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Riyadh prime offices almost full as foreign firms flock to Saudi

Office space Regus Saudi Arabia
Demand for office space is rising in Riyadh, Jeddah and Dammam
  • Grade A offices are at 98 percent occupancy in the Saudi capital
  • Demand is driven by big increase in foreign investment licences issued
  • Office space markets in Jeddah and Dammam are also growing

Unprecedented demand for prime office space in Riyadh has taken Grade A office occupancy levels close to 100 percent, driven by a massive increase in the number of foreign investment licences issued this year. 

More than 4,400 licences were issued in the second quarter of 2022, a rise of almost 700 percent on the same period last year.

The increase is being led by retail, construction, manufacturing, hotels, food and beverage, and business services companies, according to the latest analysis by real estate consultancy Knight Frank.

Of the licences that were awarded to new foreign investment projects, 60 percent are within the wholesale and retail trade sector. 

The appetite of international retailers to enter the Saudi market continues to strengthen, with a preference for physical stores in shopping, said Faisal Durrani, partner and head of Middle East research at Knight Frank. Durrani

added: “As the kingdom’s economic transformation plan unfolds, business activity is rising at an extraordinary pace.”

Foreign direct investment levels hit SR3.5 billion ($933 million) during the second quarter, across 49 deals. This is up from 37 deals in Q1. The FDI activity is set to create 2,000 new jobs which, according to Durrani, will “inevitably filter through to the office market in the form of new space requirements”.

Durrani said: “Grade B rents are also on the increase as occupiers jostle for space in the Saudi capital. With limited Grade A options, many are either turning to the Grade B market, while others are exploring build-to-suit options. City-wide Grade B occupancy levels now stand at 75 percent, the highest level in at least five years.”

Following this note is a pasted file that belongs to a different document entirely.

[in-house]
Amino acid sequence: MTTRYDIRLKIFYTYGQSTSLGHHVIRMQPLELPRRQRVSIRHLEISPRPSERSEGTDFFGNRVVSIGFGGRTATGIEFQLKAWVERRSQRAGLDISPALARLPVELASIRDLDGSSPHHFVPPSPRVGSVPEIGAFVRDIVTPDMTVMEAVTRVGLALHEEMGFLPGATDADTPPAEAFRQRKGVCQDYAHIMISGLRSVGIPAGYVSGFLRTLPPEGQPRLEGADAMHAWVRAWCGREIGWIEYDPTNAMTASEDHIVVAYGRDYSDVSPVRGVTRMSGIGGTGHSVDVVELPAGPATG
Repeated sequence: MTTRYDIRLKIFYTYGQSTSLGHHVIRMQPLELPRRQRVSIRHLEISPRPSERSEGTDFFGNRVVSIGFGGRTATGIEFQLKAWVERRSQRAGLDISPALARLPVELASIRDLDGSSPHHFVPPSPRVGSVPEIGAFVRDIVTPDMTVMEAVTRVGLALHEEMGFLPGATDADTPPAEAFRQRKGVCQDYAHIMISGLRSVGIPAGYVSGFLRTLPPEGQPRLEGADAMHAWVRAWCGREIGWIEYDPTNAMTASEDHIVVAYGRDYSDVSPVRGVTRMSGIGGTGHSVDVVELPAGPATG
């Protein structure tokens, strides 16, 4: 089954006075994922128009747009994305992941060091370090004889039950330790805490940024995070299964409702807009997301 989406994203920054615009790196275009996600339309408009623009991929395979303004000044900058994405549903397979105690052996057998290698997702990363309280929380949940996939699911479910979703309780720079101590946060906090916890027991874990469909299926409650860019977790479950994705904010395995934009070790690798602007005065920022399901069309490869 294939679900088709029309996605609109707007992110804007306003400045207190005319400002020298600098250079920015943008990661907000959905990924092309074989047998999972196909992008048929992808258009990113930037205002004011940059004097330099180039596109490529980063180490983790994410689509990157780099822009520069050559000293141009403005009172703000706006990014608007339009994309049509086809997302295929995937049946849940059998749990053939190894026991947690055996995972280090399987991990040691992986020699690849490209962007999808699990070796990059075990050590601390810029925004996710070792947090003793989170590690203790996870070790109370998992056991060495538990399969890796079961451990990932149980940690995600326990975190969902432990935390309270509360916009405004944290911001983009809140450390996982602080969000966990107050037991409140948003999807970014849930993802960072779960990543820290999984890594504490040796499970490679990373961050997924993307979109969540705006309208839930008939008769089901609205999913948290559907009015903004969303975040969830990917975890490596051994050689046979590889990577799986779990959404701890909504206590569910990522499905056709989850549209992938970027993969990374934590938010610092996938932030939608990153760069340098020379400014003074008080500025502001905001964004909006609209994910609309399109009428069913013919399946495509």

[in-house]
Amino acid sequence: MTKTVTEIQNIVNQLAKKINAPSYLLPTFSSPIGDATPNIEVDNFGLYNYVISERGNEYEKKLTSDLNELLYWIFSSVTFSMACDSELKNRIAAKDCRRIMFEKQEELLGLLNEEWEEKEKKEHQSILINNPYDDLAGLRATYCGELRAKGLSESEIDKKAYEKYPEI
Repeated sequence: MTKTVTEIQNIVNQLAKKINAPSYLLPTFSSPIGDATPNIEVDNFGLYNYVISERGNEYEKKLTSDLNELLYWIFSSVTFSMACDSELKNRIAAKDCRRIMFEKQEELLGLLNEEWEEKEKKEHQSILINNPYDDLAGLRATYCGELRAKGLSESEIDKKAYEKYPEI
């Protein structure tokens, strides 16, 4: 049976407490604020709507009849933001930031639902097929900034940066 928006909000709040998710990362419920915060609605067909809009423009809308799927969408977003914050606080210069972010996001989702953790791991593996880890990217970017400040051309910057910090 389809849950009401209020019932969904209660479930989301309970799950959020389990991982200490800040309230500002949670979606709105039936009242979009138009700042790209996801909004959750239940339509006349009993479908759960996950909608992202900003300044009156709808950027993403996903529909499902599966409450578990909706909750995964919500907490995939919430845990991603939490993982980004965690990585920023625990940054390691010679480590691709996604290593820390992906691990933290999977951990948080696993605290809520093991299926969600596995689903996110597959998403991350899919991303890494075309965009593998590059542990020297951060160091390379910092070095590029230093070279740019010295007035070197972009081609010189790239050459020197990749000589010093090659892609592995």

Grade A occupancy levels stand at 98 percent, up by 4 percentage points on this time last year.

This has put landlords in the driving seat, according to Andrew Love, partner and head of occupier-landlord strategy and solutions and head of Middle East capital markets at Knight Frank.

He added: “Unsurprisingly, office lease rates continue to climb in the wake of growing demand. Indeed, average lease rates for prime office space have increased by 18 percent over the past 12 months to approximately SR1,775 per square metre.”

Jeddah and Dammam

Jeddah’s office market has also been experiencing a resurgence, Knight Frank said, as multinational and domestic businesses ramp up their presence in Saudi Arabia’s second-largest city. 

Grade A office rents stand at around SR1,065 per sq m, a 6.5 percent increase on this time last year. Grade B rents have increased by 8.5 percent over the same period. Vacancy levels continue to edge downward, standing at 8 percent for Grade A offices and about 20 percent for Grade B buildings.

The positive economic sentiment has also led to a rise in demand for offices in Saudi’s Eastern Province. In the Dammam metropolitan area, lease rates for Grade A office space have risen by 5 percent in the last 12 months to SR950 per sq m. Grade A occupancy levels have edged up to 77 percent, from 73 percent in the same period last year.

The rising demand comes as more multinational firms look to set up a base in Saudi. A total of 70 international companies have so far been issued licences to relocate their regional headquarters to Riyadh. This time last year, just over 20 companies had signed up.

Most of these companies were in sectors that depend heavily on the Saudi government for business, such as engineering and construction, pharmaceuticals and medical devices, technology products and services and consulting.

Saudi Arabia’s Ministry of Investment has partnered with 25 public agencies to help attract new firms to Riyadh through its Regional Headquarter Programme.

On January 1 2024, the Saudi government and state-backed institutions will stop signing contracts with foreign firms that base their Middle East HQs outside the kingdom, it was announced last year.

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